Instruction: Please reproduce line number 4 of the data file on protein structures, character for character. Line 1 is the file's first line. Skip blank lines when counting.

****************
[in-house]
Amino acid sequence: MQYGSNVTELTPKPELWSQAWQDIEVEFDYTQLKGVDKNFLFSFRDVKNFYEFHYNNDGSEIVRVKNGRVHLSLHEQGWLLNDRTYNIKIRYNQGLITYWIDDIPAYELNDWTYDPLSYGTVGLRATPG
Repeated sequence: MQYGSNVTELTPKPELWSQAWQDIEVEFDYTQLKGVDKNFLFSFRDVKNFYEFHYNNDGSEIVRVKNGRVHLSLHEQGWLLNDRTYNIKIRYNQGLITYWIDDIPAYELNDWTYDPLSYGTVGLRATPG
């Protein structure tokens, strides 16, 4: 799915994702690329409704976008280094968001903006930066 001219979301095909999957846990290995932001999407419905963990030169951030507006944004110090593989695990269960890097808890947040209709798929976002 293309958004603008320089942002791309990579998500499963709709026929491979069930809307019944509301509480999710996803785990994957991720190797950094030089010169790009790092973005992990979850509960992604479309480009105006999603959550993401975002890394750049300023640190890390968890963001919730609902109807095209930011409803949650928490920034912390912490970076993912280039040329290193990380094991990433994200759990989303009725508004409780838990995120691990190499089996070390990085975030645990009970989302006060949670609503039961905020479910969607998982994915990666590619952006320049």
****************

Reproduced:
């Protein structure tokens, strides 16, 4: 799915994702690329409704976008280094968001903006930066 001219979301095909999957846990290995932001999407419905963990030169951030507006944004110090593989695990269960890097808890947040209709798929976002 293309958004603008320089942002791309990579998500499963709709026929491979069930809307019944509301509480999710996803785990994957991720190797950094030089010169790009790092973005992990979850509960992604479309480009105006999603959550993401975002890394750049300023640190890390968890963001919730609902109807095209930011409803949650928490920034912390912490970076993912280039040329290193990380094991990433994200759990989303009725508004409780838990995120691990190499089996070390990085975030645990009970989302006060949670609503039961905020479910969607998982994915990666590619952006320049």